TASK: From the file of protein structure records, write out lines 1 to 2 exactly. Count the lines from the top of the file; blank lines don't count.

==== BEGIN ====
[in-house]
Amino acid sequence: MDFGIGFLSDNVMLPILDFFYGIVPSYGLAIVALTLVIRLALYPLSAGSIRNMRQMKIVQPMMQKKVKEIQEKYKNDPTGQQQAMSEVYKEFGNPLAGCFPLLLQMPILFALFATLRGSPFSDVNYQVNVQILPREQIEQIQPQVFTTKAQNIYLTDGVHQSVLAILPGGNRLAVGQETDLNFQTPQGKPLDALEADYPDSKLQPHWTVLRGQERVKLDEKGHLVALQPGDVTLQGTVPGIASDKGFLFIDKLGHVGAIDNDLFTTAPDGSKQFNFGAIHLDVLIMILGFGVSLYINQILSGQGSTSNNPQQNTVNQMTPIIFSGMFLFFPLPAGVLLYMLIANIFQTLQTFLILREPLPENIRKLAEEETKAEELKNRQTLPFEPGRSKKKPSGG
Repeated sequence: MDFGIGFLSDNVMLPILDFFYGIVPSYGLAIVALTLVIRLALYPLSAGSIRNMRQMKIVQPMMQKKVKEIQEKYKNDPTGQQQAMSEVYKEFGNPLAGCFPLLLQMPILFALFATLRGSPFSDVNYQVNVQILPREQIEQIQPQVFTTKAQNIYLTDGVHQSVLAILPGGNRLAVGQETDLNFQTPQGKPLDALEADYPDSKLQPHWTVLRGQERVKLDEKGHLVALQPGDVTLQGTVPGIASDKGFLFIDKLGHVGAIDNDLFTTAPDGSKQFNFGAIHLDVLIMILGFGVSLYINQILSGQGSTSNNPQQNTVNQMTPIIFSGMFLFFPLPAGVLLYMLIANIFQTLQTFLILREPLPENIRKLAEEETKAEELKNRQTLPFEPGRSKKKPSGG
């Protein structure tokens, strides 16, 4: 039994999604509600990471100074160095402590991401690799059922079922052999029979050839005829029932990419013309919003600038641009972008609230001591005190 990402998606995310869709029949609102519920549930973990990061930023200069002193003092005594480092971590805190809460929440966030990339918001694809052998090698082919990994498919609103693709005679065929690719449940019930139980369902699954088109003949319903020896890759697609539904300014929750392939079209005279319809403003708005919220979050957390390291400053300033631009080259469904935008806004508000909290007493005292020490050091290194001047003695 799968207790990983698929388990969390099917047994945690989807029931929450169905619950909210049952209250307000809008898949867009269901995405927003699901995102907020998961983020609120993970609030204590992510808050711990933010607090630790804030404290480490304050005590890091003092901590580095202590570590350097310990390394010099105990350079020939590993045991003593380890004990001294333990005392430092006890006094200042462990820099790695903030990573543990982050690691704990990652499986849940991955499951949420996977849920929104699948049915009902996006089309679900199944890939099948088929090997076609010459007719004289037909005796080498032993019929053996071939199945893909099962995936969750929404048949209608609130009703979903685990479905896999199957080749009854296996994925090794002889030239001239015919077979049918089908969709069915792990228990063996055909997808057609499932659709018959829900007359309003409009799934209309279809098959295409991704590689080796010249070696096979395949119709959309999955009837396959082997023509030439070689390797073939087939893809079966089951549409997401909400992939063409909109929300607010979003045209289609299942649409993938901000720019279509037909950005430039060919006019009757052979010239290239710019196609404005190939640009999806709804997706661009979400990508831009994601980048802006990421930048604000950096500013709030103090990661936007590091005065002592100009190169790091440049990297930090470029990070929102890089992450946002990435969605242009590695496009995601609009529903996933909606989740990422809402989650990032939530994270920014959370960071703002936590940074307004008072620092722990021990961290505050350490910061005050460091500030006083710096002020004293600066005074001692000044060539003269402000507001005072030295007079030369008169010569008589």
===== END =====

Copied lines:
[in-house]
Amino acid sequence: MDFGIGFLSDNVMLPILDFFYGIVPSYGLAIVALTLVIRLALYPLSAGSIRNMRQMKIVQPMMQKKVKEIQEKYKNDPTGQQQAMSEVYKEFGNPLAGCFPLLLQMPILFALFATLRGSPFSDVNYQVNVQILPREQIEQIQPQVFTTKAQNIYLTDGVHQSVLAILPGGNRLAVGQETDLNFQTPQGKPLDALEADYPDSKLQPHWTVLRGQERVKLDEKGHLVALQPGDVTLQGTVPGIASDKGFLFIDKLGHVGAIDNDLFTTAPDGSKQFNFGAIHLDVLIMILGFGVSLYINQILSGQGSTSNNPQQNTVNQMTPIIFSGMFLFFPLPAGVLLYMLIANIFQTLQTFLILREPLPENIRKLAEEETKAEELKNRQTLPFEPGRSKKKPSGG